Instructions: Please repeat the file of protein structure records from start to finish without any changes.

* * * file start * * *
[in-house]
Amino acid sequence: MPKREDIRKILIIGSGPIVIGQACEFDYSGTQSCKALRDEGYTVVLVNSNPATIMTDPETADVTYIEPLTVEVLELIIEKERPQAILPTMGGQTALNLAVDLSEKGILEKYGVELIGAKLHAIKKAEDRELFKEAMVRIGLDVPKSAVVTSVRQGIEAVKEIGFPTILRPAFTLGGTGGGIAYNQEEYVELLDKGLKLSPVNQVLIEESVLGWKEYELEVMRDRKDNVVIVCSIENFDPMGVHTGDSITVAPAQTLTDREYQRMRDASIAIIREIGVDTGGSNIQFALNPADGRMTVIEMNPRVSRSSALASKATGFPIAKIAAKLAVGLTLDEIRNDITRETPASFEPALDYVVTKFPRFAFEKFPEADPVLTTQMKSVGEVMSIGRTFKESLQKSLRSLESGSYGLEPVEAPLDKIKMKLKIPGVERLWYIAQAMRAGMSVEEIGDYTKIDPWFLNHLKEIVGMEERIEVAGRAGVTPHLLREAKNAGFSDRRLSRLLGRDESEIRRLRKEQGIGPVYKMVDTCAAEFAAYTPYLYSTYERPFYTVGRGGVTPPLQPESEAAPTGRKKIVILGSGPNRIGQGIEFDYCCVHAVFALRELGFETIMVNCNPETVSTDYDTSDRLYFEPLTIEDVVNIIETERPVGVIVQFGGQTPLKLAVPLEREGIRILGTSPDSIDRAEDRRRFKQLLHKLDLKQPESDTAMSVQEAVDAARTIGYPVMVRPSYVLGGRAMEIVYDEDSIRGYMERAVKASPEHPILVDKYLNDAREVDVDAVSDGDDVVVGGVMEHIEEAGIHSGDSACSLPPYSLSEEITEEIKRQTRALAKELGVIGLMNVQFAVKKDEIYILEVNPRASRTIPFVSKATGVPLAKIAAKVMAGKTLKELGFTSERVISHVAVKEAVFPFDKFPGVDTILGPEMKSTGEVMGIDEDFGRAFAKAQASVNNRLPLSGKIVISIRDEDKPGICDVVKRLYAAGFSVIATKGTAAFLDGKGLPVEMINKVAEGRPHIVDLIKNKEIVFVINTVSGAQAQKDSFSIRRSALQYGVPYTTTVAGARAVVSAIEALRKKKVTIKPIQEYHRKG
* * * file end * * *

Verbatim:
[in-house]
Amino acid sequence: MPKREDIRKILIIGSGPIVIGQACEFDYSGTQSCKALRDEGYTVVLVNSNPATIMTDPETADVTYIEPLTVEVLELIIEKERPQAILPTMGGQTALNLAVDLSEKGILEKYGVELIGAKLHAIKKAEDRELFKEAMVRIGLDVPKSAVVTSVRQGIEAVKEIGFPTILRPAFTLGGTGGGIAYNQEEYVELLDKGLKLSPVNQVLIEESVLGWKEYELEVMRDRKDNVVIVCSIENFDPMGVHTGDSITVAPAQTLTDREYQRMRDASIAIIREIGVDTGGSNIQFALNPADGRMTVIEMNPRVSRSSALASKATGFPIAKIAAKLAVGLTLDEIRNDITRETPASFEPALDYVVTKFPRFAFEKFPEADPVLTTQMKSVGEVMSIGRTFKESLQKSLRSLESGSYGLEPVEAPLDKIKMKLKIPGVERLWYIAQAMRAGMSVEEIGDYTKIDPWFLNHLKEIVGMEERIEVAGRAGVTPHLLREAKNAGFSDRRLSRLLGRDESEIRRLRKEQGIGPVYKMVDTCAAEFAAYTPYLYSTYERPFYTVGRGGVTPPLQPESEAAPTGRKKIVILGSGPNRIGQGIEFDYCCVHAVFALRELGFETIMVNCNPETVSTDYDTSDRLYFEPLTIEDVVNIIETERPVGVIVQFGGQTPLKLAVPLEREGIRILGTSPDSIDRAEDRRRFKQLLHKLDLKQPESDTAMSVQEAVDAARTIGYPVMVRPSYVLGGRAMEIVYDEDSIRGYMERAVKASPEHPILVDKYLNDAREVDVDAVSDGDDVVVGGVMEHIEEAGIHSGDSACSLPPYSLSEEITEEIKRQTRALAKELGVIGLMNVQFAVKKDEIYILEVNPRASRTIPFVSKATGVPLAKIAAKVMAGKTLKELGFTSERVISHVAVKEAVFPFDKFPGVDTILGPEMKSTGEVMGIDEDFGRAFAKAQASVNNRLPLSGKIVISIRDEDKPGICDVVKRLYAAGFSVIATKGTAAFLDGKGLPVEMINKVAEGRPHIVDLIKNKEIVFVINTVSGAQAQKDSFSIRRSALQYGVPYTTTVAGARAVVSAIEALRKKKVTIKPIQEYHRKG